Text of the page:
[7] CFTC staff also clarified that the certification concerning the lack of awareness of trading only needs to address that the owner itself, not the owned entity (i.e. that owned entity is not aware of the trading of the owner).

[8] This expansion of the definition is particularly helpful to managers of multi-manager funds who previously needed all of its sub-advisors to be registered CTAs in order to be permitted to disaggregate the positions of each sub-advisor.

[9] This expansion of the definition is helpful for non-registrants and non-U.S. firms that will many times not fit squarely into the eligible entity definition. For example, proprietary trading firms and foreign pension plans have had difficulty meeting the eligible entity definition.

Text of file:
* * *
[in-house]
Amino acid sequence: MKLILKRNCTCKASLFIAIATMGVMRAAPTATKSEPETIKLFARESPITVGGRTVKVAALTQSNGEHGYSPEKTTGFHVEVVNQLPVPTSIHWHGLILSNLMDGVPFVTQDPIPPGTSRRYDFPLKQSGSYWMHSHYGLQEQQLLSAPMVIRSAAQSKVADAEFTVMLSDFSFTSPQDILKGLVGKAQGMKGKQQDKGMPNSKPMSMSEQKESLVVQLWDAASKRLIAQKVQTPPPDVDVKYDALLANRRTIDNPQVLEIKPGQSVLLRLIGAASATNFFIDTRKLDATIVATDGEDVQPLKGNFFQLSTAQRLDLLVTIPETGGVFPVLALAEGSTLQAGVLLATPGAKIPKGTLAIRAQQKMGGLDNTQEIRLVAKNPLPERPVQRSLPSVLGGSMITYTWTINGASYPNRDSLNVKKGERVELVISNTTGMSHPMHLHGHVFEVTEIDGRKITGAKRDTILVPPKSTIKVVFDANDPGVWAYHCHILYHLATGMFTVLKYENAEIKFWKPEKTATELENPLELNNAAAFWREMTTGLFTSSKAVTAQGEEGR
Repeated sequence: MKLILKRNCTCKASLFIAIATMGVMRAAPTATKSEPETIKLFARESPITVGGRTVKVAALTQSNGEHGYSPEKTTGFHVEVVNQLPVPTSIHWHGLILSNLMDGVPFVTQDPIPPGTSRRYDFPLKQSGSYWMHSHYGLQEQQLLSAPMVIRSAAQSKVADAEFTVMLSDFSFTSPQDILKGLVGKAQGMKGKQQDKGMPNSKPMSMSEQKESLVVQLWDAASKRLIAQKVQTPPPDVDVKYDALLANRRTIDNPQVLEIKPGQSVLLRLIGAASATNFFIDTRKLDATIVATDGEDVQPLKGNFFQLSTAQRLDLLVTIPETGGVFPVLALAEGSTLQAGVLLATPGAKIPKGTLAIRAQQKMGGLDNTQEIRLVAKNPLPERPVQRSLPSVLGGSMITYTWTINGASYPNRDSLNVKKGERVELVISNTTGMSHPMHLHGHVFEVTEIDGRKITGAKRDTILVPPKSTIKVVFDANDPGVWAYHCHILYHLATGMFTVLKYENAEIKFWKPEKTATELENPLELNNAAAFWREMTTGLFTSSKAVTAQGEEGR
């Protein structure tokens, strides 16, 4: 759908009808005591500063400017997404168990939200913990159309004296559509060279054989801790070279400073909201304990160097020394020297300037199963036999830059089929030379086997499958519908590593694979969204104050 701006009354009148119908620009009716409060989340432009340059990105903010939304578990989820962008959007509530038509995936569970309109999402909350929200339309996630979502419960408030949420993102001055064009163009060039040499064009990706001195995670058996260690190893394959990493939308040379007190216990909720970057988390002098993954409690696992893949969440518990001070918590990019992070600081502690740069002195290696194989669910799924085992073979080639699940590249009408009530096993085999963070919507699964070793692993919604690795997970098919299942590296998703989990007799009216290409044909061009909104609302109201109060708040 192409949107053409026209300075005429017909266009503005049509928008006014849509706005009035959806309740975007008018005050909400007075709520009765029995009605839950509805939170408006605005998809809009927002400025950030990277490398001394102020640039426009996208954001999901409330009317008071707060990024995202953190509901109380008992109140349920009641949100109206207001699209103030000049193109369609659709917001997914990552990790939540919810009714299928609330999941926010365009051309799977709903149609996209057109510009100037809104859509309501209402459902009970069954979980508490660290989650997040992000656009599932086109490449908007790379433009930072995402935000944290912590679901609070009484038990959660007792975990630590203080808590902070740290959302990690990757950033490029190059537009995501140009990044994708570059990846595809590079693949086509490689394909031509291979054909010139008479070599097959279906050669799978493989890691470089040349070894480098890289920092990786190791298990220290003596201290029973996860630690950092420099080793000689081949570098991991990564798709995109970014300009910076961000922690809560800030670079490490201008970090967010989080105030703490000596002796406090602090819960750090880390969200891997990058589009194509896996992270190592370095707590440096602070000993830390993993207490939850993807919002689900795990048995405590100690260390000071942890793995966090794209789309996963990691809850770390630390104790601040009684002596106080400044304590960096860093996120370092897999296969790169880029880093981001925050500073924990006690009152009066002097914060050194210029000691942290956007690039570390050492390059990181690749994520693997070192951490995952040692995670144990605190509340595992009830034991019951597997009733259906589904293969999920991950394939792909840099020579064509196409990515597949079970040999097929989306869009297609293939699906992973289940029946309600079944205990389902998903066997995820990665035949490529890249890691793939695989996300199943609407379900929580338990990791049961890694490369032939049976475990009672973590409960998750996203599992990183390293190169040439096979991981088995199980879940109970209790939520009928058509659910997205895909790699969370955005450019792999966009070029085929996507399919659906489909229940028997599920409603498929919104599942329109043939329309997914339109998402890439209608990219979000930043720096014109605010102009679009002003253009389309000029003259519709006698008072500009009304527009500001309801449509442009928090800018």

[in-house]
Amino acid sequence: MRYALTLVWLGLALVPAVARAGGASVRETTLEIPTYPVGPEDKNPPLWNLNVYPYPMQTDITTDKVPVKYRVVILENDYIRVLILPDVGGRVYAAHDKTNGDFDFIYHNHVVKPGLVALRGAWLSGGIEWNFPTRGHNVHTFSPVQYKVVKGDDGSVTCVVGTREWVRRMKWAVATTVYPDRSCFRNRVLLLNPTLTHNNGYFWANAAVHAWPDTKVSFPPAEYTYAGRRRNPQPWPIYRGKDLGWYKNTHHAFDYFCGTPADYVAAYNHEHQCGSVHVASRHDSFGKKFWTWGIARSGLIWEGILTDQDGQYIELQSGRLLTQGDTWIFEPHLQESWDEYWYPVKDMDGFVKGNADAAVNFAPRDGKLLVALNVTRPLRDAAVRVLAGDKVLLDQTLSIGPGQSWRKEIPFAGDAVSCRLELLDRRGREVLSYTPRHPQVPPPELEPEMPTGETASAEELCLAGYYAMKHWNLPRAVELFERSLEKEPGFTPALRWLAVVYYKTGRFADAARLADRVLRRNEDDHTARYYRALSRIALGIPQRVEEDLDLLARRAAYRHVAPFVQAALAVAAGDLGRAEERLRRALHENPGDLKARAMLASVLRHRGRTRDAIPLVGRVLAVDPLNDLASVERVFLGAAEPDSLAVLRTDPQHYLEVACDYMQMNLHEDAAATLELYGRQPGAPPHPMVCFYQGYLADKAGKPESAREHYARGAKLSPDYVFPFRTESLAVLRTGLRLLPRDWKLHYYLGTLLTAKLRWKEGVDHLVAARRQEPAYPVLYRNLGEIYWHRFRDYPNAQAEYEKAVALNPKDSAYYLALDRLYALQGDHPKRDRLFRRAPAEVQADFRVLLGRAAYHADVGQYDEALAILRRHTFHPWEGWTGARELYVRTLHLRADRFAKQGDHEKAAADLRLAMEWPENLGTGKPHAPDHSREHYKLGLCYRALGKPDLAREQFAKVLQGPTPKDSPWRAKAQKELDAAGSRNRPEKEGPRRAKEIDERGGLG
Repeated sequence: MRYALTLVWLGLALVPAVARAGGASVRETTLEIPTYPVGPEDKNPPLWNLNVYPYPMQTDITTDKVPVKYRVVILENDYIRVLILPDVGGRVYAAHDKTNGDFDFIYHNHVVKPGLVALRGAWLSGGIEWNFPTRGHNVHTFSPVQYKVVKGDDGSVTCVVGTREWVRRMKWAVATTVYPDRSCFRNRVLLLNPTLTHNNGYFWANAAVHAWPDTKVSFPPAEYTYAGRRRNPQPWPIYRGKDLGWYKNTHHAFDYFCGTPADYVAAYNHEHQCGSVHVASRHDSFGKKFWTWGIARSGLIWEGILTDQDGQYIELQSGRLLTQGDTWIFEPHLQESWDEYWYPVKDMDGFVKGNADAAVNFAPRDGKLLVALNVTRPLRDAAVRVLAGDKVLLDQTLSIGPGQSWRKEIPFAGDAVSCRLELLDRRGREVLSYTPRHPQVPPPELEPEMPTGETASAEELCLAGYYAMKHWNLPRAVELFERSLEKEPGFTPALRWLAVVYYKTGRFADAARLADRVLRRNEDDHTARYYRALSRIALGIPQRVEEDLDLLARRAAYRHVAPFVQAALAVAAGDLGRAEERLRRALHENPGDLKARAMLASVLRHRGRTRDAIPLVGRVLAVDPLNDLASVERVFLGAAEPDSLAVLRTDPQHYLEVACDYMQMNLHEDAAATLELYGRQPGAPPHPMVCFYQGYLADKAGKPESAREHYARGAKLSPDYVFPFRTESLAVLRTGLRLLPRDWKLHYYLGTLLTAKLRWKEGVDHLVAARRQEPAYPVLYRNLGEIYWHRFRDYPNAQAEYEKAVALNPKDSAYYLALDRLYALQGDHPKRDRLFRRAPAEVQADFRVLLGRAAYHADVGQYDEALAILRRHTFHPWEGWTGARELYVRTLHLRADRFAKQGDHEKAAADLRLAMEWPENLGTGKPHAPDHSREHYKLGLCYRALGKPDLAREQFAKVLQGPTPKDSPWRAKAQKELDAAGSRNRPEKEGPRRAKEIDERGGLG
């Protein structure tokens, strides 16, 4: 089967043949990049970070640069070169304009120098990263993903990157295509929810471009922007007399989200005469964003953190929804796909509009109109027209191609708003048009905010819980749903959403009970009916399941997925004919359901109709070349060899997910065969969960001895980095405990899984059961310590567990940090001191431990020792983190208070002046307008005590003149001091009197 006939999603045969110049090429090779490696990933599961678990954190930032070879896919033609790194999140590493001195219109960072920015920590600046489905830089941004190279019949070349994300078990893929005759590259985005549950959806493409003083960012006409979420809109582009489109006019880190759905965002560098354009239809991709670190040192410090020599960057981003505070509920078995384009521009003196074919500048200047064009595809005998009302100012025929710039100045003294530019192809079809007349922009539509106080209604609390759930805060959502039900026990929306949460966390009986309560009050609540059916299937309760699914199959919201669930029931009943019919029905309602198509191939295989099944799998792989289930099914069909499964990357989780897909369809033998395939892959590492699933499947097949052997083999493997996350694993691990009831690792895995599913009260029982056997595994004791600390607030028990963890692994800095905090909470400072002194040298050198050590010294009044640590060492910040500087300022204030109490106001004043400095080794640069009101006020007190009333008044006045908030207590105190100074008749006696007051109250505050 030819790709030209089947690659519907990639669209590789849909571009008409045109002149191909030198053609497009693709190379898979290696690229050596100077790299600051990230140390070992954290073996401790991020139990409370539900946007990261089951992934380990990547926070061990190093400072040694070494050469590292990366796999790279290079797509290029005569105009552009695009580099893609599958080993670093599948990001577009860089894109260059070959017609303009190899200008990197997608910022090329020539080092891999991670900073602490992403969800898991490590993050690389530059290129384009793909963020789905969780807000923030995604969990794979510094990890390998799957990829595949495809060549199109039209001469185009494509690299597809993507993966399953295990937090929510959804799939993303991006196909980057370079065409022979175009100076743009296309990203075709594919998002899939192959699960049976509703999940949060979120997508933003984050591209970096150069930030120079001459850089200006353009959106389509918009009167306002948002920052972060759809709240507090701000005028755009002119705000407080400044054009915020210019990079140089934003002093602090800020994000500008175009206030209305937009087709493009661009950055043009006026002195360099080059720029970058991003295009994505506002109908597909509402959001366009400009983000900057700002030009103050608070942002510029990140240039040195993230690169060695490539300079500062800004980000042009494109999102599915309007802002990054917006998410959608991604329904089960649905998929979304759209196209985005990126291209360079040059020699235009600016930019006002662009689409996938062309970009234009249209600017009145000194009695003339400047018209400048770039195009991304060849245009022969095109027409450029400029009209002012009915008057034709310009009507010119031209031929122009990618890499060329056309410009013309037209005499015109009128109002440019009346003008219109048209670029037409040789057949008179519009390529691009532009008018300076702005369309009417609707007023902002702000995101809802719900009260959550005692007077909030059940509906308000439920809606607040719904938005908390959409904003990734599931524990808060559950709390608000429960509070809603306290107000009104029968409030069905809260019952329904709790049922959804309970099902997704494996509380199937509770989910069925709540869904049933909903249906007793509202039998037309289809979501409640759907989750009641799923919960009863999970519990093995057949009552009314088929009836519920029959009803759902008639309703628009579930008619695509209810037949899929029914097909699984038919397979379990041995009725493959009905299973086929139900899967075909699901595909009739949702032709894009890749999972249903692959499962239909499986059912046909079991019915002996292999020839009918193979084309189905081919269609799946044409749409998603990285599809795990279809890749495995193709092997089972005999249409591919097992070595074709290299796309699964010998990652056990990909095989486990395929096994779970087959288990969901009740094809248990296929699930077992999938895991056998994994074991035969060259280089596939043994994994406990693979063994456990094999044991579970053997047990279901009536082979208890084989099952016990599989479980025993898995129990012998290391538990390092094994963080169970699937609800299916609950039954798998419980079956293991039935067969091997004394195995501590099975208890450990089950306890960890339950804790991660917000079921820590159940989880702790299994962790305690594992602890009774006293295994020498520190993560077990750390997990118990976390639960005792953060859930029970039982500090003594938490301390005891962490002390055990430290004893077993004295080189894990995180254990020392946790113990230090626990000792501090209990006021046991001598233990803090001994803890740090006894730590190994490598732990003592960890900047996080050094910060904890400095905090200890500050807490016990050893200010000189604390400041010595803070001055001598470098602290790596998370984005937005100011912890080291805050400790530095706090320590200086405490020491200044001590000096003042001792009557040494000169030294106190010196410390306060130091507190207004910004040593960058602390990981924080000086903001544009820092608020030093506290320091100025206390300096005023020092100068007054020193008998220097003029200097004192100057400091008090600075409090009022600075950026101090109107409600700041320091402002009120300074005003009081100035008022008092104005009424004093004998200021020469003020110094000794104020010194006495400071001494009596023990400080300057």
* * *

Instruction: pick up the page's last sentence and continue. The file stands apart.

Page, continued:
[10] For example, a 10 percent investor in a fund, who is not otherwise required to aggregate the positions of the fund will nonetheless be required to do so where the fund has a “substantially identical” trading strategy to that of the investor.

This information has been prepared by Schulte Roth & Zabel LLP (“SRZ”) for general informational purposes only. It does not constitute legal advice, and is presented without any representation or warranty as to its accuracy, completeness or timeliness. Transmission or receipt of this information does not create an attorney-client relationship with SRZ. Electronic mail or other communications with SRZ cannot be guaranteed to be confidential and will not (without SRZ agreement) create an attorney-client relationship with SRZ. Parties seeking advice should consult with legal counsel familiar with their particular circumstances.